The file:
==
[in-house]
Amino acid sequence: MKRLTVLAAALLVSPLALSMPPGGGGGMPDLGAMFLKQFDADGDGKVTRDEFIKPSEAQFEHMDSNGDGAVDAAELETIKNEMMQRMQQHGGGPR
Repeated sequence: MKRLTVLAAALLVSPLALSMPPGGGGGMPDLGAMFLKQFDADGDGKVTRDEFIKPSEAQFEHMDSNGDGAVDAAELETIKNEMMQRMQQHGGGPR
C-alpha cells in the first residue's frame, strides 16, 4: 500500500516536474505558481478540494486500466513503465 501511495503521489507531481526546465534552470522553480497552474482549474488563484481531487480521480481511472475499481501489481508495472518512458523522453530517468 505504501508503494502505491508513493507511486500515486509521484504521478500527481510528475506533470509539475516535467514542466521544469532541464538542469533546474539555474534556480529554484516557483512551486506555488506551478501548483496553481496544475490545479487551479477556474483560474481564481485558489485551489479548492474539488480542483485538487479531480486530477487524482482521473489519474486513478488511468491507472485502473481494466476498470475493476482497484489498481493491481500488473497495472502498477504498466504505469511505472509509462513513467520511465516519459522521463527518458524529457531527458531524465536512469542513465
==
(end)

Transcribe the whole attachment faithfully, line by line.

[in-house]
Amino acid sequence: MKRLTVLAAALLVSPLALSMPPGGGGGMPDLGAMFLKQFDADGDGKVTRDEFIKPSEAQFEHMDSNGDGAVDAAELETIKNEMMQRMQQHGGGPR
Repeated sequence: MKRLTVLAAALLVSPLALSMPPGGGGGMPDLGAMFLKQFDADGDGKVTRDEFIKPSEAQFEHMDSNGDGAVDAAELETIKNEMMQRMQQHGGGPR
C-alpha cells in the first residue's frame, strides 16, 4: 500500500516536474505558481478540494486500466513503465 501511495503521489507531481526546465534552470522553480497552474482549474488563484481531487480521480481511472475499481501489481508495472518512458523522453530517468 505504501508503494502505491508513493507511486500515486509521484504521478500527481510528475506533470509539475516535467514542466521544469532541464538542469533546474539555474534556480529554484516557483512551486506555488506551478501548483496553481496544475490545479487551479477556474483560474481564481485558489485551489479548492474539488480542483485538487479531480486530477487524482482521473489519474486513478488511468491507472485502473481494466476498470475493476482497484489498481493491481500488473497495472502498477504498466504505469511505472509509462513513467520511465516519459522521463527518458524529457531527458531524465536512469542513465